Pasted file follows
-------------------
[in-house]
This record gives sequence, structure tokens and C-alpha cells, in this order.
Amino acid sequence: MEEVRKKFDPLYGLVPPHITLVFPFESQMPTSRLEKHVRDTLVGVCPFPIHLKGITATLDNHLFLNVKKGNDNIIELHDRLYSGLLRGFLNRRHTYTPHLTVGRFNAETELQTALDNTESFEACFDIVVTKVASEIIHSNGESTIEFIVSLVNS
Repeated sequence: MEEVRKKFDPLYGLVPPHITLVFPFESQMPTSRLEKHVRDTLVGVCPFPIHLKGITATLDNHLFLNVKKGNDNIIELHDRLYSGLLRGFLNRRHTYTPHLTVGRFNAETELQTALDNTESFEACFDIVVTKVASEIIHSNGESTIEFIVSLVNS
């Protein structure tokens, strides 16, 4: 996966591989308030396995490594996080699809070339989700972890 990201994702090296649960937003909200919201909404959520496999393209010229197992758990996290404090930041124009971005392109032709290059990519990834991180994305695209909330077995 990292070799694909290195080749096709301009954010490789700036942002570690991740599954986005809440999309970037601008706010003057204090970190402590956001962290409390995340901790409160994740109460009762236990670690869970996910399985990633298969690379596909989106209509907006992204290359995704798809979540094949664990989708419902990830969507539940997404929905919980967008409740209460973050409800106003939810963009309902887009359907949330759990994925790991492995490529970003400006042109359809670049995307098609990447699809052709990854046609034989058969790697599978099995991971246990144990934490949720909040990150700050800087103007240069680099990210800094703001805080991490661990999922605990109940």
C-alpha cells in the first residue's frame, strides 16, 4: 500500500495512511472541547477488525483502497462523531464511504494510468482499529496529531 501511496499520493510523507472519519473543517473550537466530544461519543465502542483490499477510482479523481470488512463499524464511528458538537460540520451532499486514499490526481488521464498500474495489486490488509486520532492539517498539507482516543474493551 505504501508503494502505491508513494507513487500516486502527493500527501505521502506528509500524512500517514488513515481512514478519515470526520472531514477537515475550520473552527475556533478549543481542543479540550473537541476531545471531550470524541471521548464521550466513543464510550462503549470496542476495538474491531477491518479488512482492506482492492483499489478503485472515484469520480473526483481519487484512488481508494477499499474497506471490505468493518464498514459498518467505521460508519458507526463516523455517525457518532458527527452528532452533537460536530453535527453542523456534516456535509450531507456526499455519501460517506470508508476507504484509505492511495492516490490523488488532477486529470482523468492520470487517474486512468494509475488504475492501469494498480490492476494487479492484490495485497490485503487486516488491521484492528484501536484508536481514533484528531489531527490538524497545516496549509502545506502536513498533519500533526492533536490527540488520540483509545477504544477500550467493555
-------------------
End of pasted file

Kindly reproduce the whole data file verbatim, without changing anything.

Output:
[in-house]
This record gives sequence, structure tokens and C-alpha cells, in this order.
Amino acid sequence: MEEVRKKFDPLYGLVPPHITLVFPFESQMPTSRLEKHVRDTLVGVCPFPIHLKGITATLDNHLFLNVKKGNDNIIELHDRLYSGLLRGFLNRRHTYTPHLTVGRFNAETELQTALDNTESFEACFDIVVTKVASEIIHSNGESTIEFIVSLVNS
Repeated sequence: MEEVRKKFDPLYGLVPPHITLVFPFESQMPTSRLEKHVRDTLVGVCPFPIHLKGITATLDNHLFLNVKKGNDNIIELHDRLYSGLLRGFLNRRHTYTPHLTVGRFNAETELQTALDNTESFEACFDIVVTKVASEIIHSNGESTIEFIVSLVNS
């Protein structure tokens, strides 16, 4: 996966591989308030396995490594996080699809070339989700972890 990201994702090296649960937003909200919201909404959520496999393209010229197992758990996290404090930041124009971005392109032709290059990519990834991180994305695209909330077995 990292070799694909290195080749096709301009954010490789700036942002570690991740599954986005809440999309970037601008706010003057204090970190402590956001962290409390995340901790409160994740109460009762236990670690869970996910399985990633298969690379596909989106209509907006992204290359995704798809979540094949664990989708419902990830969507539940997404929905919980967008409740209460973050409800106003939810963009309902887009359907949330759990994925790991492995490529970003400006042109359809670049995307098609990447699809052709990854046609034989058969790697599978099995991971246990144990934490949720909040990150700050800087103007240069680099990210800094703001805080991490661990999922605990109940």
C-alpha cells in the first residue's frame, strides 16, 4: 500500500495512511472541547477488525483502497462523531464511504494510468482499529496529531 501511496499520493510523507472519519473543517473550537466530544461519543465502542483490499477510482479523481470488512463499524464511528458538537460540520451532499486514499490526481488521464498500474495489486490488509486520532492539517498539507482516543474493551 505504501508503494502505491508513494507513487500516486502527493500527501505521502506528509500524512500517514488513515481512514478519515470526520472531514477537515475550520473552527475556533478549543481542543479540550473537541476531545471531550470524541471521548464521550466513543464510550462503549470496542476495538474491531477491518479488512482492506482492492483499489478503485472515484469520480473526483481519487484512488481508494477499499474497506471490505468493518464498514459498518467505521460508519458507526463516523455517525457518532458527527452528532452533537460536530453535527453542523456534516456535509450531507456526499455519501460517506470508508476507504484509505492511495492516490490523488488532477486529470482523468492520470487517474486512468494509475488504475492501469494498480490492476494487479492484490495485497490485503487486516488491521484492528484501536484508536481514533484528531489531527490538524497545516496549509502545506502536513498533519500533526492533536490527540488520540483509545477504544477500550467493555